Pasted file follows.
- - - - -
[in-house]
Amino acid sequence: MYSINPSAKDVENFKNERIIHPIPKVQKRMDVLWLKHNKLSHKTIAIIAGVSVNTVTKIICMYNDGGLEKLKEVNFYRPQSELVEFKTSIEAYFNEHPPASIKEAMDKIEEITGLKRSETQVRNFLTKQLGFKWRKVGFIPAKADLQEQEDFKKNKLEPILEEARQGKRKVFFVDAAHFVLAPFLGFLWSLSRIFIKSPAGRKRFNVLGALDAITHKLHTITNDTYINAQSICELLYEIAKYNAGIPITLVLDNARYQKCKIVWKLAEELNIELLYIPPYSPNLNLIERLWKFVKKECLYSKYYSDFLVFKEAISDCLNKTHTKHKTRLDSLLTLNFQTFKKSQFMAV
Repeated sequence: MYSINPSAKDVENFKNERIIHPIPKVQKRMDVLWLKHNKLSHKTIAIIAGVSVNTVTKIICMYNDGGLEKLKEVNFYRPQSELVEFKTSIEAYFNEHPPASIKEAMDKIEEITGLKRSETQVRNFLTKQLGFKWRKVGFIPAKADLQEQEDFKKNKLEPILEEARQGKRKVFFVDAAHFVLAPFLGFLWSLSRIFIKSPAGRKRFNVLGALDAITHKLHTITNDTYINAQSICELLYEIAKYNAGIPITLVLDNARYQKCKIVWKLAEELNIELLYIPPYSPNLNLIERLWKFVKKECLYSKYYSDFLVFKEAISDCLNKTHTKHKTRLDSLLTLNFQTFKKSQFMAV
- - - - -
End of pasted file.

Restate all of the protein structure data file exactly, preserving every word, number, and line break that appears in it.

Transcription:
[in-house]
Amino acid sequence: MYSINPSAKDVENFKNERIIHPIPKVQKRMDVLWLKHNKLSHKTIAIIAGVSVNTVTKIICMYNDGGLEKLKEVNFYRPQSELVEFKTSIEAYFNEHPPASIKEAMDKIEEITGLKRSETQVRNFLTKQLGFKWRKVGFIPAKADLQEQEDFKKNKLEPILEEARQGKRKVFFVDAAHFVLAPFLGFLWSLSRIFIKSPAGRKRFNVLGALDAITHKLHTITNDTYINAQSICELLYEIAKYNAGIPITLVLDNARYQKCKIVWKLAEELNIELLYIPPYSPNLNLIERLWKFVKKECLYSKYYSDFLVFKEAISDCLNKTHTKHKTRLDSLLTLNFQTFKKSQFMAV
Repeated sequence: MYSINPSAKDVENFKNERIIHPIPKVQKRMDVLWLKHNKLSHKTIAIIAGVSVNTVTKIICMYNDGGLEKLKEVNFYRPQSELVEFKTSIEAYFNEHPPASIKEAMDKIEEITGLKRSETQVRNFLTKQLGFKWRKVGFIPAKADLQEQEDFKKNKLEPILEEARQGKRKVFFVDAAHFVLAPFLGFLWSLSRIFIKSPAGRKRFNVLGALDAITHKLHTITNDTYINAQSICELLYEIAKYNAGIPITLVLDNARYQKCKIVWKLAEELNIELLYIPPYSPNLNLIERLWKFVKKECLYSKYYSDFLVFKEAISDCLNKTHTKHKTRLDSLLTLNFQTFKKSQFMAV